May 2021 Global Capacity Growth Analysis
By Kieran Clark
May 21, 2021
Bandwidth demand continues to explode as both businesses and consumers increasingly rely on cloud services – especially in the post-COVID world. Hyperscalers continue to increase their percentage of overall telecommunications traffic and are driving more and more cables to meet their own demands. New markets are connecting to the global telecommunications network and continued desire for alternate routes to provide route diversity is keeping new system activity relatively high.
All of this adds up to a huge need for the submarine fiber industry to stay ahead of the curve and continue to provide additional capacity to meet these growing needs. Can we keep up the pace?
Welcome to SubTel Forum’s annual Subsea Capacity issue. Every May, we aim to take the industry’s pulse by looking at the future of our section of the telecoms market. Specifically, how much cable owners are planning to add to the ever-growing pool of capacity and what technologies are being implemented. The data used in this article is obtained from the public domain and is tracked by the ever-evolving SubTel Forum Submarine Cable Database, where products like the Almanac, Cable Map, Online Cable Map and Industry Report find their roots.
Figure 1: Global System Capacity by Year, 2016-2020
As new systems come into service and existing systems are upgraded, there is a continuing upward trend in global capacity to address the world’s demand for more telecoms services. This is mostly due to an ever-increasing demand for low latency, high bandwidth international connections, and to the almost exponential increase in demand for mobile and cloud services observed over the last few years. These factors show little signs of slowing down, so there is a strong expectation that demand will continue to rise at a rapid pace in the coming years.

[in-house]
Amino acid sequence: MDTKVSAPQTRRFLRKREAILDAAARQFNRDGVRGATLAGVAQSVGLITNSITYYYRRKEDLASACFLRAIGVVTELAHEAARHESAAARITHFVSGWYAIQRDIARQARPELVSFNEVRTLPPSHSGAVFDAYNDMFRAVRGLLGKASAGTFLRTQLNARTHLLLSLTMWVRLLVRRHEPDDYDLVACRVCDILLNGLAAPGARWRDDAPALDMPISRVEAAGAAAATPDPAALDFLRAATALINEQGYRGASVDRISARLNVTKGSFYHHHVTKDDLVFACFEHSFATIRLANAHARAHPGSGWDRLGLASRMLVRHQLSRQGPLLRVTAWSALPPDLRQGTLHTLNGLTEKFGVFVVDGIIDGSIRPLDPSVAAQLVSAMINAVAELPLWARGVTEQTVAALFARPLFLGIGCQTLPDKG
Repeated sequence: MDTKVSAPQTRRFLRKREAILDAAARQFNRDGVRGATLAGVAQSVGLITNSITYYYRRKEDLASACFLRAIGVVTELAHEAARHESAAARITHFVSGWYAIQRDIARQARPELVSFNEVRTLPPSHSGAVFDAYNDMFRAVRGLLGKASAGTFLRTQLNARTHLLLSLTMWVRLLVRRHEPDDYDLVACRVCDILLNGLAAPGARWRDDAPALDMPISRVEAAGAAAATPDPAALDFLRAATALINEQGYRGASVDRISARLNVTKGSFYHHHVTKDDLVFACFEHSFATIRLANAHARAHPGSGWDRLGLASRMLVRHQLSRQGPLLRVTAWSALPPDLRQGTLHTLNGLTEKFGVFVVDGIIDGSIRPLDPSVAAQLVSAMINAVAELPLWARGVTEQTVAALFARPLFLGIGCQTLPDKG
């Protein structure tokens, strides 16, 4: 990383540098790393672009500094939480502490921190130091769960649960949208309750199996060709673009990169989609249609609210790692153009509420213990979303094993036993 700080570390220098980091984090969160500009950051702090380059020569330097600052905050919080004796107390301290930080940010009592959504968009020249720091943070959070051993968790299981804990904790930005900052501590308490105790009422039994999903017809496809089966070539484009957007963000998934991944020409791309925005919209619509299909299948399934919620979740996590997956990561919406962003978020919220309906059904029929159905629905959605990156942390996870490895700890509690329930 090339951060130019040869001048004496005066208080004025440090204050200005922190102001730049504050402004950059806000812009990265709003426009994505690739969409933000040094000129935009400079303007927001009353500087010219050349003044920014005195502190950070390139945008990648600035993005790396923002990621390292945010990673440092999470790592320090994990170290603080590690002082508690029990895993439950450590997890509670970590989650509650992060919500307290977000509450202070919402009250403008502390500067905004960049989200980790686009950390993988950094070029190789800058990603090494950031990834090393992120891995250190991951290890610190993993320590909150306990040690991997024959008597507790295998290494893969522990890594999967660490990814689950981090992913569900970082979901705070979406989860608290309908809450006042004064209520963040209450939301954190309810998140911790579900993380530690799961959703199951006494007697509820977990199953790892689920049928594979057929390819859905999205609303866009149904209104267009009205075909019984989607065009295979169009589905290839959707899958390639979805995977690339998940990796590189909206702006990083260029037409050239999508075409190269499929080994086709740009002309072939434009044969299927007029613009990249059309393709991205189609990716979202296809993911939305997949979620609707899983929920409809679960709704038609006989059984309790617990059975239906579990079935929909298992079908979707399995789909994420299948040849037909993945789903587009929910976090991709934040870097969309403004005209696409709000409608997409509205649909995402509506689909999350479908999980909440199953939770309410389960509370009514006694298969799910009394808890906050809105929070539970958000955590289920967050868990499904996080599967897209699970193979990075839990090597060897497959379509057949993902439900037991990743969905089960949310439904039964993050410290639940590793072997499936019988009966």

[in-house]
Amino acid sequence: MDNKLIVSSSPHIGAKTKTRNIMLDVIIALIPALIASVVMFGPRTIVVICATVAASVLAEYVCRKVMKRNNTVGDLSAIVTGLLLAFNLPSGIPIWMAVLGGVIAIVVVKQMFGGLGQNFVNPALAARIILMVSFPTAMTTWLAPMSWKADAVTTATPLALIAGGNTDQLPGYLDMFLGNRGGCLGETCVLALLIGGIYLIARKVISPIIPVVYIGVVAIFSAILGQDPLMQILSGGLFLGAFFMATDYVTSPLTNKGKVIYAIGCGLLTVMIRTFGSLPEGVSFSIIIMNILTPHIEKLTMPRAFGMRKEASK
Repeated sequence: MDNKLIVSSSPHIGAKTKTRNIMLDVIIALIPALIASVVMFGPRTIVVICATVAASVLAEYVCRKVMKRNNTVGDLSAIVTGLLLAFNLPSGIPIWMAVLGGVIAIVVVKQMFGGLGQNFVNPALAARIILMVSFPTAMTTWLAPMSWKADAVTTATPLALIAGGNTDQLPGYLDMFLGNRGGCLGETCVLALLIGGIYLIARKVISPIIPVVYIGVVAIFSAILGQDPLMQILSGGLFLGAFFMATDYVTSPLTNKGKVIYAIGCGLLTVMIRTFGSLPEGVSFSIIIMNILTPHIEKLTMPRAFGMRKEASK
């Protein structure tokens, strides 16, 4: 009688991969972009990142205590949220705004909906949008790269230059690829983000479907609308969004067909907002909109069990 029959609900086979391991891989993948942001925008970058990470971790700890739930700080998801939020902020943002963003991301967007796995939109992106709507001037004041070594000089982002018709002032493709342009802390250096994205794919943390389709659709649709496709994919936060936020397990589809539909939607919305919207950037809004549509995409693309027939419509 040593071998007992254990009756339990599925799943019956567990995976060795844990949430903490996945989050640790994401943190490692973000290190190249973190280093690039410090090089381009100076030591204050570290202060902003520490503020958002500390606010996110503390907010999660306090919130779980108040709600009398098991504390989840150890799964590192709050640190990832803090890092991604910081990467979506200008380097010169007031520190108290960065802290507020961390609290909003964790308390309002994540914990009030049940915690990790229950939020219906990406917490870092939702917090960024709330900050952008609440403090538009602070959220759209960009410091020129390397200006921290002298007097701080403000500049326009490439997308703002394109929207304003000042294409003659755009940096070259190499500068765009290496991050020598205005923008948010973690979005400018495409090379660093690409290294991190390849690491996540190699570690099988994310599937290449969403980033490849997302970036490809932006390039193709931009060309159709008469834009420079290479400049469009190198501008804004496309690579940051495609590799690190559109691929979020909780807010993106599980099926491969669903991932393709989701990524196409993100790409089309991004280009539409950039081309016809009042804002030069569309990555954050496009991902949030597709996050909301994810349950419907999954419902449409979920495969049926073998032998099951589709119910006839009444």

The overall Compound Annual Growth Rate (CAGR) for the period 2016-2020 was 10.3 percent. Capacity increased the most by a CAGR of 13.8 percent and 14.2 percent during the years 2017 and 2018, respectively. There were only 9 systems that entered service in 2018 compared to the 15 in 2017 yet a similar capacity increase was observed. (Figure 1) With easy and cheap access to 100G wavelength upgrades and 200G/400G beginning to enter regular service, this comes as little surprise. New technology such as C+L band and Space Division Multiplexing (SDM) alongside an increase in fiber pair counts has also contributed to this capacity increase – despite the lower number of new cables.